But perhaps I am not one of those given by the Father to the Son as intimated in the text. I know that he prays for me and invites me to share his glory if I can convince myself that I am of the number of those who have been given by the Father to the Son. Who are they? There are two answers: first, that of the predestinarian, that a definite number — which cannot be increased nor diminished have been unconditionally elected to eternal life and their names are written in the secret will of God which he keeps locked up in his own bosom, a register on which no other eye can look till the day of judgment. But since the God whom we Arminians worship is no respecter of persons we cannot accept this exposition. Our second and better answer is that God has though the atonement bestowed upon all men the gracious ability to repent and perseveringly believe on his Son. As many as use this gracious ability and freely come to Christ by repentance and faith are said to he given to him by the Father. The first answer magnifies God's sovereignty, assuming that he can do so irrational an act as to make a choice without any reason. We are told that there is no arbitrary sovereignty in a choice which is dictated by reason. If we accept this doctrine, we must accept a limited atonement, irresistible grace, bound will, and the doctrine once in grace always in grace, or the final perseverance of the saints. These five points of Calvinism I can find neither in my reason, my conscience nor my Bible. It turns man into a machine and. God into a despot. The practical effect of this doctrine is distressing to contemplate. It leaves the believer in suspense respecting the gravest question, "Am I saved?" He can never consistently say, "Yes," since he is uncertain whether his name is on the secret register of the elect. Hence this doctrine hinders saving faith, obstructs the knowledge of the forgiveness of sins and a clear assurance of acceptance with God.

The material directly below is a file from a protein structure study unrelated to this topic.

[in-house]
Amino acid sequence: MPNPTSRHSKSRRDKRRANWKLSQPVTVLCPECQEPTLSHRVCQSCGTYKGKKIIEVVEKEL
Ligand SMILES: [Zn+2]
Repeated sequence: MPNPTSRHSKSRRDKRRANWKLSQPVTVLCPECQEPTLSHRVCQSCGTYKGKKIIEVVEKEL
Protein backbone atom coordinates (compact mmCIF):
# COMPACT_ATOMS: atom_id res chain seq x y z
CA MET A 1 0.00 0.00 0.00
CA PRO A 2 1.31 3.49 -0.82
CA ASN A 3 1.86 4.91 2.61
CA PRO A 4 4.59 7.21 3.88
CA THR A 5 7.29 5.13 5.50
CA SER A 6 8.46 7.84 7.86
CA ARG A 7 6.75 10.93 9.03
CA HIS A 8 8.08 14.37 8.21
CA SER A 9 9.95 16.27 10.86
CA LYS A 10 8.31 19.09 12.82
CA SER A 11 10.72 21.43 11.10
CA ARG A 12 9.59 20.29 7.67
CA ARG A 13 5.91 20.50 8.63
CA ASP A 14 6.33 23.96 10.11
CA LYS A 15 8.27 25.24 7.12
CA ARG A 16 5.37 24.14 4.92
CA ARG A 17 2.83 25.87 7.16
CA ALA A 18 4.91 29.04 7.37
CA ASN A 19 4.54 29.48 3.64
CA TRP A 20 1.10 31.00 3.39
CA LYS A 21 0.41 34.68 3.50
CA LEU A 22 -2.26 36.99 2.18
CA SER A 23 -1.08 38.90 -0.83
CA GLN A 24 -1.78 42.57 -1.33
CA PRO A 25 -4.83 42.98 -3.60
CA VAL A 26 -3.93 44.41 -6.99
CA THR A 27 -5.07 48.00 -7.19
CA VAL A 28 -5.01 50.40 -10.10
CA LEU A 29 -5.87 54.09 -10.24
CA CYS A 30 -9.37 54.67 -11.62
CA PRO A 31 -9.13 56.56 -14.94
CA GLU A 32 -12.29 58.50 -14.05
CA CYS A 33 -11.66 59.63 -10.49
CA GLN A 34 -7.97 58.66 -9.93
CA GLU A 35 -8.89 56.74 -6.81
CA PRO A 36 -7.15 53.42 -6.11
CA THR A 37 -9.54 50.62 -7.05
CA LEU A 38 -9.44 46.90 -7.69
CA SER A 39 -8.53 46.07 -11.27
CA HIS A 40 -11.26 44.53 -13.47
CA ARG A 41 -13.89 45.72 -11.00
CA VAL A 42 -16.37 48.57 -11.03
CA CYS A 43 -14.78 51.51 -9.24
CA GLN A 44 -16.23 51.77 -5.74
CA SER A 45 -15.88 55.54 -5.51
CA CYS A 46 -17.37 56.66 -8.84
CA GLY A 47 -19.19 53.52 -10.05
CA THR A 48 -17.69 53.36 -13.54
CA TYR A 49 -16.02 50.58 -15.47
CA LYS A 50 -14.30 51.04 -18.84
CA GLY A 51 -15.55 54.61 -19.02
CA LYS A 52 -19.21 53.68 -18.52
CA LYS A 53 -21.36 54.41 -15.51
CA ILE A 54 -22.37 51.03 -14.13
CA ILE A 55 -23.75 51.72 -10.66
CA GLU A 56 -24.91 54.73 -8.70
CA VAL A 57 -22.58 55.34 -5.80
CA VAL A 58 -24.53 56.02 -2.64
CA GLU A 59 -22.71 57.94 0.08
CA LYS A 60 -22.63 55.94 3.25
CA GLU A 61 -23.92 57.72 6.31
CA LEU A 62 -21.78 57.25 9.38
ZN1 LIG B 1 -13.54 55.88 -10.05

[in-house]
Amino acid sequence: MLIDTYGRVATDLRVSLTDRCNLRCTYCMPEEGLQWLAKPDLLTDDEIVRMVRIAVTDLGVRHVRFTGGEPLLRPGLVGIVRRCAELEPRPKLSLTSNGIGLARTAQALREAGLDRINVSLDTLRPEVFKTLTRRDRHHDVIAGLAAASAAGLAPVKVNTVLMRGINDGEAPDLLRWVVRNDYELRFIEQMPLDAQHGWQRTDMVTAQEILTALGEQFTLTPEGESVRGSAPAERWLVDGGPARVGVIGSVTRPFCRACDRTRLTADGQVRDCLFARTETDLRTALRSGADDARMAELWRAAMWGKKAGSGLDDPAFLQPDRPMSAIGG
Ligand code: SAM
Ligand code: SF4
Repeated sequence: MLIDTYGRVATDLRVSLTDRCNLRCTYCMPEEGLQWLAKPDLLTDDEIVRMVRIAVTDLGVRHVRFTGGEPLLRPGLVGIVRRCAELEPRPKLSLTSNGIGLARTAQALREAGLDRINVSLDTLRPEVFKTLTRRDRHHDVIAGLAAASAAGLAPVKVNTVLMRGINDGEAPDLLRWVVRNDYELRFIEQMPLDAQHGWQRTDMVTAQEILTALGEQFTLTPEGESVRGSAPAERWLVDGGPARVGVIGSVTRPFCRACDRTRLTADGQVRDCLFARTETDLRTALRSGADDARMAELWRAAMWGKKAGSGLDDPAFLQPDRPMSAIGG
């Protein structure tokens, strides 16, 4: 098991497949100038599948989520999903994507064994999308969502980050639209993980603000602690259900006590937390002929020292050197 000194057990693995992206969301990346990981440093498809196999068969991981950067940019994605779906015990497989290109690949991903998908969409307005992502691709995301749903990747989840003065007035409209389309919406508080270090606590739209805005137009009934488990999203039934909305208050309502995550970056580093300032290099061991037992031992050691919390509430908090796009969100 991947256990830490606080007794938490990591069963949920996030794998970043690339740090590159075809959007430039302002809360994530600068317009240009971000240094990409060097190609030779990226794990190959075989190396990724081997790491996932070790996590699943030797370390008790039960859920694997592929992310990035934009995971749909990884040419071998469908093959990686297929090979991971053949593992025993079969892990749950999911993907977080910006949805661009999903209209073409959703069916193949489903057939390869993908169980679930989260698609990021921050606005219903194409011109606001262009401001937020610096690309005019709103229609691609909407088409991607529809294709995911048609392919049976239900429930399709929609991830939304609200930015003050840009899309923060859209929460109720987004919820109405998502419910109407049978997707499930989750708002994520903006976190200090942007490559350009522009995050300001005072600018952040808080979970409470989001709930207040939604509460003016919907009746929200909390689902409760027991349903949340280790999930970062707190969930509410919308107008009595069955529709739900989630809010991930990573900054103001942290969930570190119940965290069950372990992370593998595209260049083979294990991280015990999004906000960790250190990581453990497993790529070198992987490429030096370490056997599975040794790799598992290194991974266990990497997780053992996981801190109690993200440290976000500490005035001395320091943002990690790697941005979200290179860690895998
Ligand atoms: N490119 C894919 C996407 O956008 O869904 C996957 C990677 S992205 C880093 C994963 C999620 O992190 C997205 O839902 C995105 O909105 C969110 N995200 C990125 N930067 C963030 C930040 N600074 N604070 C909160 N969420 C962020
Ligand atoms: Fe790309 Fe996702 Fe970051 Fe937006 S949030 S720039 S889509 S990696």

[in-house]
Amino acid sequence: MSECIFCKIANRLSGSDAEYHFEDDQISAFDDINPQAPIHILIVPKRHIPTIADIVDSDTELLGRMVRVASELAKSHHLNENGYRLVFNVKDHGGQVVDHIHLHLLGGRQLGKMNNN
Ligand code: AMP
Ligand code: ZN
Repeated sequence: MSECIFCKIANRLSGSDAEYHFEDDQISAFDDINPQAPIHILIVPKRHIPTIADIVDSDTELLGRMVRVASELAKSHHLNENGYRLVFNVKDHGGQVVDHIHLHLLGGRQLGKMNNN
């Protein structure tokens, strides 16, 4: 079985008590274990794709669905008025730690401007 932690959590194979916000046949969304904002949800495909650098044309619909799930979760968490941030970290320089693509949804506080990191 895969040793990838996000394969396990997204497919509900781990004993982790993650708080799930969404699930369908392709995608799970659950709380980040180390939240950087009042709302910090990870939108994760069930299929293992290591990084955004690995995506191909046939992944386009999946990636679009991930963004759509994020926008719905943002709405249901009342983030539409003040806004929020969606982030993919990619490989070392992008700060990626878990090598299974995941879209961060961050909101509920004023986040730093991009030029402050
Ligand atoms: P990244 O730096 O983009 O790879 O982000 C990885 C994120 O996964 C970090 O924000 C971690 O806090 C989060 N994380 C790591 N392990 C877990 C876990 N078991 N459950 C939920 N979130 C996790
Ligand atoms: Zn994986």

But I find from the time of Pentecost all along through the New Testament that Christians are brimful and running over with joy, conscious of pardon, regeneration and sanctification. They have not only knowledge of forgiveness and knowledge of God and of Jesus Christ, but they use a stronger word and speak of a full, certain, thorough, exact and perfect knowledge of spiritual realities. This experimental knowledge is in the Greek word ἐπίγνωσις (epignosis) frequently used by Paul and Peter after Pentecost, that great spiritual eye-opener. It is the office of the Holy Spirit to cry in the believer's heart, "Abba, Father!" inspiring an assurance of adoption. The first means by which the Father gives men to the Son is the law which is our schoolmaster, or rather the child leader, to bring us to Christ. In patrician families among the Romans a trusty slave was charged with the duties of a παιδαγωγός (paidagogos), who took the child by the hand and led him to school and placed him in the care of the teacher. From this custom Paul borrows the metaphor, "The law is our child-leader." The second agency by which a soul is given to Christ is "the convicting Spirit, who applies the law and awakens a sense of guilt and the wrath of God. He then reveals the mercy of God as administered through the atoning death of his Son. This heavenly monitor points the sinner first to mount Sinai to awaken a sense of need, and then to mount Calvary for the supply of that need. All whose wills assume the attitude of obedience toward God and trust in his Son as both Savior and Lord are given to Christ by the Father, who does not drag them but rather draws them with an attraction persuasive, but not by an irresistible and necessitating power overriding free agency. Hence the provision for the conditional salvation of all men having been made, the question who will make their election sure by repentance toward God and faith in his Son is determined by each individual will, says the Arminian interpreter of the Bible. The Calvinist declares that God determines who shall be saved. This doctrine necessarily implies that God also determines who shall be damned. Every coin has two faces, the obverse and the reverse. The reverse face of election is reprobation. The same misinterpreted scripture texts alleged in proof of the unconditional election of some prove the unconditional reprobation of the rest of mankind. This impeaches the moral attributes of God.